–By Nicole Montero for FIU News
Auschwitz survivor and renowned Miami developer Tibor Hollo believes the Holocaust is being forgotten.
It all started with a conversation with a teen.
“A supplier of mine came into my office with his son,” said Hollo, chairman and president of Florida East Coast Realty. “Somehow, the conversation turned to the Holocaust… the kid looked confused, but I didn’t push it because I didn’t want to embarrass him.”
As a Holocaust survivor, the issue is personal.
Since that conversation, he has made it his mission to bring awareness to different Holocaust events – starting with a significant donation to the Steven J. Green School of International and Public Affairs’ Holocaust and Genocide Studies Program, designed to provide Holocaust awareness for the university and South Florida communities.
A survey recently found that millennials – defined as people ages 18 to 34 – lack basic knowledge about the Holocaust. Forty-one percent of millennials who took the survey did not know how many Jews were killed during the Holocaust and 66 percent could not say what Auschwitz was.
“I wanted to create a curriculum about the Holocaust within,” said Hollo, who in 2012 also made a gift that established the Tibor and Sheila Hollo School of Real Estate at FIU’s College of Business. “[I wanted] to make the youth aware.”
Hollo looked to history and noted the holocausts of the past.
He looked at massacres that occurred before in the past, as well as at world wars and shootings across America – focusing on the shooting at Marjory Stoneman Douglass High School last February.
“Yes, all of these are holocausts,” he said. “Is there ever a day where you don’t see people killing? A father kills a baby, his wife and then himself… A fellow walks into a school and kills 17 people… People ask why he did it. [He] had the holocaust within… We all have it because we are the murderer’s men.”
For Hollo, it is vital that schools begin to teach about holocausts and genocides.
“It’s holocaust after holocaust,” he said. “The stepping stones of our history are all wars. War, war and more war.”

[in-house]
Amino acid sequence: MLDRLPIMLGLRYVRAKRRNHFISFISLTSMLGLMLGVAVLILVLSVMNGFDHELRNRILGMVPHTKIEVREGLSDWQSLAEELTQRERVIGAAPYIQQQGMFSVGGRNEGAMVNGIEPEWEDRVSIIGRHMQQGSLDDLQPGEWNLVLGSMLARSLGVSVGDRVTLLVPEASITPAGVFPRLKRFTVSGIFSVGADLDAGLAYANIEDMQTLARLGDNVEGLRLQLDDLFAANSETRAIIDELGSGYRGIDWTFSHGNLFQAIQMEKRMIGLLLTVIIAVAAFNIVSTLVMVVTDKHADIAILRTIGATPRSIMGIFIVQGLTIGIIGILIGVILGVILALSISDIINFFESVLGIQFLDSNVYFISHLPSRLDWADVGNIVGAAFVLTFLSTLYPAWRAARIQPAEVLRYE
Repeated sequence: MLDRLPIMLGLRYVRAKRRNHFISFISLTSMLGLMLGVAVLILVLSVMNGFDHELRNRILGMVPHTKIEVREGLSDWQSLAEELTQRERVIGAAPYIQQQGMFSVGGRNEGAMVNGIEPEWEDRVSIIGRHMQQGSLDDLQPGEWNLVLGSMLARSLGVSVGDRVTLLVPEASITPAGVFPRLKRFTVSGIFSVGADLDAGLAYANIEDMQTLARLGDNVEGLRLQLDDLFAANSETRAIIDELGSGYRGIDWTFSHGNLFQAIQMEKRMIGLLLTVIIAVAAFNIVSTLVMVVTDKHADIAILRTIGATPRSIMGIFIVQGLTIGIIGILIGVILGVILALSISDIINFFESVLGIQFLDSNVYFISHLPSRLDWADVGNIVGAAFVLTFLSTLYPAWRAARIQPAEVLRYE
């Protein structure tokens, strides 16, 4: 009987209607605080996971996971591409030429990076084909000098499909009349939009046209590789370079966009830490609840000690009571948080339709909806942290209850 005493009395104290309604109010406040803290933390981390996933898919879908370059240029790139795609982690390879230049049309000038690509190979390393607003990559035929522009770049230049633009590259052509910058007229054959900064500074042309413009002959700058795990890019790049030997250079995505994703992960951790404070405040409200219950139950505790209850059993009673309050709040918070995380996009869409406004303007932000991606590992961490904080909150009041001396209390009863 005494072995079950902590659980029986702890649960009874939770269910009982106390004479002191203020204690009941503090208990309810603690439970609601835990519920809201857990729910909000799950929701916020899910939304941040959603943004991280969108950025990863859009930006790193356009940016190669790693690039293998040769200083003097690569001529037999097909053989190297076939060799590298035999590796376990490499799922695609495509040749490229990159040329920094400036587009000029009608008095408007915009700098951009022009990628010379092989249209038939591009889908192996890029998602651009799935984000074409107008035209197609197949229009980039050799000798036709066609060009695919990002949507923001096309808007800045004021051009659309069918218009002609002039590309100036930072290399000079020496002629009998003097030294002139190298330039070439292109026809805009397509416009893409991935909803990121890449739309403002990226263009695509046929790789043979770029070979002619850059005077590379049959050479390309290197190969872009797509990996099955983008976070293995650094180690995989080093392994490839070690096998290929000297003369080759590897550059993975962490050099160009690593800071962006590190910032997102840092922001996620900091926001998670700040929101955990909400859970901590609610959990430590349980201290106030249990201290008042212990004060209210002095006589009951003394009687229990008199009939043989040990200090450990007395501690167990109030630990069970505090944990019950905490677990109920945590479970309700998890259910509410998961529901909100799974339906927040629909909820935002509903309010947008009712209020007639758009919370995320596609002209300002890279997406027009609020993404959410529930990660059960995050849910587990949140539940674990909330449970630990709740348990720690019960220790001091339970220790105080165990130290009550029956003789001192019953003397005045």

With Hollo’s donation, the Holocaust and Genocide Studies Program will increase its outreach, said Oren B. Stier, director of the program and professor of religious studies.
“We are incredibly grateful for what Mr. Hollo has allowed us to do. [His] gift launched us into the next level. Now, we have funds to get the word out and do more, [thus] enhancing existing activities.”
The program began offering an undergraduate certificate in Holocaust and Genocide Studies in the fall of 2018. The certificate provides a multidisciplinary approach for understanding and analyzing the global phenomenon of genocide.
Available to degree-seeking and non-degree-seeking students, the certificate is of particular interest to secondary school teachers looking for increased credentials to meet the state mandate in Holocaust education, Stier said.
Hollo’s contribution has allowed the program to partner with FIU’s School of Education and Human Development to offer a workshop to help future teachers gain insight on teaching the Holocaust, as well as to promote, through the program, the educational application of first-person testimonies, among other things.
The goal is to develop a curriculum and to offer scholarships for students, graduate research, study abroad programs, campus and community events and more.
To learn more about how you can support a globally focused FIU education, visit NextHorizon.FIU.edu.